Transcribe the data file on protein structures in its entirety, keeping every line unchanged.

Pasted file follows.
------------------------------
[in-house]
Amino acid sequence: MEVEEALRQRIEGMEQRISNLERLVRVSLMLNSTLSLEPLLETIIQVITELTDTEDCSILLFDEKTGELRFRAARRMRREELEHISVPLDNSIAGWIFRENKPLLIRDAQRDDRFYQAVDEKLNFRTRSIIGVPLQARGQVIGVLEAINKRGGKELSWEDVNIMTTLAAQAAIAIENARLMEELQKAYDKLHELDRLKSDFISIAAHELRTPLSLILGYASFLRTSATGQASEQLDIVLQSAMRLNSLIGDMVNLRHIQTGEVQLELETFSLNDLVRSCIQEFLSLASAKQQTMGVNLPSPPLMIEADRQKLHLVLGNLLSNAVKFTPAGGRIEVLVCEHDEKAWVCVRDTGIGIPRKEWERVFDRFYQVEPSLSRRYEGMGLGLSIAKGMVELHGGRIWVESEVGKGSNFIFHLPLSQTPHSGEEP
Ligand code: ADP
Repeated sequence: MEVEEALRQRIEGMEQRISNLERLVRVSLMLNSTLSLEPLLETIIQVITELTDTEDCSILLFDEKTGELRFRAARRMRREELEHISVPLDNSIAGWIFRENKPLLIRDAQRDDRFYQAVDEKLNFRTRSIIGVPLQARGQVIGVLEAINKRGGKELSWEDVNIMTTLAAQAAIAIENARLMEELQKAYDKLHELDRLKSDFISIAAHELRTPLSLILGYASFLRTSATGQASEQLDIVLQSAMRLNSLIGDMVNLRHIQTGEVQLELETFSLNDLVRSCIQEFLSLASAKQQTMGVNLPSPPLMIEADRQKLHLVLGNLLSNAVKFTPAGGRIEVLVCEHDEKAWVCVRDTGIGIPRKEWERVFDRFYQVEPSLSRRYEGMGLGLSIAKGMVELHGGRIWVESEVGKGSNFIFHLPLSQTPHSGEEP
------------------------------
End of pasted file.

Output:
[in-house]
Amino acid sequence: MEVEEALRQRIEGMEQRISNLERLVRVSLMLNSTLSLEPLLETIIQVITELTDTEDCSILLFDEKTGELRFRAARRMRREELEHISVPLDNSIAGWIFRENKPLLIRDAQRDDRFYQAVDEKLNFRTRSIIGVPLQARGQVIGVLEAINKRGGKELSWEDVNIMTTLAAQAAIAIENARLMEELQKAYDKLHELDRLKSDFISIAAHELRTPLSLILGYASFLRTSATGQASEQLDIVLQSAMRLNSLIGDMVNLRHIQTGEVQLELETFSLNDLVRSCIQEFLSLASAKQQTMGVNLPSPPLMIEADRQKLHLVLGNLLSNAVKFTPAGGRIEVLVCEHDEKAWVCVRDTGIGIPRKEWERVFDRFYQVEPSLSRRYEGMGLGLSIAKGMVELHGGRIWVESEVGKGSNFIFHLPLSQTPHSGEEP
Ligand code: ADP
Repeated sequence: MEVEEALRQRIEGMEQRISNLERLVRVSLMLNSTLSLEPLLETIIQVITELTDTEDCSILLFDEKTGELRFRAARRMRREELEHISVPLDNSIAGWIFRENKPLLIRDAQRDDRFYQAVDEKLNFRTRSIIGVPLQARGQVIGVLEAINKRGGKELSWEDVNIMTTLAAQAAIAIENARLMEELQKAYDKLHELDRLKSDFISIAAHELRTPLSLILGYASFLRTSATGQASEQLDIVLQSAMRLNSLIGDMVNLRHIQTGEVQLELETFSLNDLVRSCIQEFLSLASAKQQTMGVNLPSPPLMIEADRQKLHLVLGNLLSNAVKFTPAGGRIEVLVCEHDEKAWVCVRDTGIGIPRKEWERVFDRFYQVEPSLSRRYEGMGLGLSIAKGMVELHGGRIWVESEVGKGSNFIFHLPLSQTPHSGEEP